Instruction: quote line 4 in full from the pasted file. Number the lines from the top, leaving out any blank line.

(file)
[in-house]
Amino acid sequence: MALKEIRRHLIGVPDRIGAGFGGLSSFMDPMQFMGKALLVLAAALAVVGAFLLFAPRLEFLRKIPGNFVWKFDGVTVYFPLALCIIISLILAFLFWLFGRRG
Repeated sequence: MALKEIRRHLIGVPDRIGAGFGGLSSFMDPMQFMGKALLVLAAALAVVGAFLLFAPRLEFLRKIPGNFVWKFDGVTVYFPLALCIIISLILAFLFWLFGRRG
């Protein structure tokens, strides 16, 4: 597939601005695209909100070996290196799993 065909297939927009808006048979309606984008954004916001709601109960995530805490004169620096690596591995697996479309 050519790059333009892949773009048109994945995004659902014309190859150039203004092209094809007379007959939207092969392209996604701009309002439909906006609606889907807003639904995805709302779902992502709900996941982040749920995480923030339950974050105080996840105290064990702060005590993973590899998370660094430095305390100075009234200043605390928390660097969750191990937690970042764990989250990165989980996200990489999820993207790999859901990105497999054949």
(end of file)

């Protein structure tokens, strides 16, 4: 597939601005695209909100070996290196799993 065909297939927009808006048979309606984008954004916001709601109960995530805490004169620096690596591995697996479309 050519790059333009892949773009048109994945995004659902014309190859150039203004092209094809007379007959939207092969392209996604701009309002439909906006609606889907807003639904995805709302779902992502709900996941982040749920995480923030339950974050105080996840105290064990702060005590993973590899998370660094430095305390100075009234200043605390928390660097969750191990937690970042764990989250990165989980996200990489999820993207790999859901990105497999054949």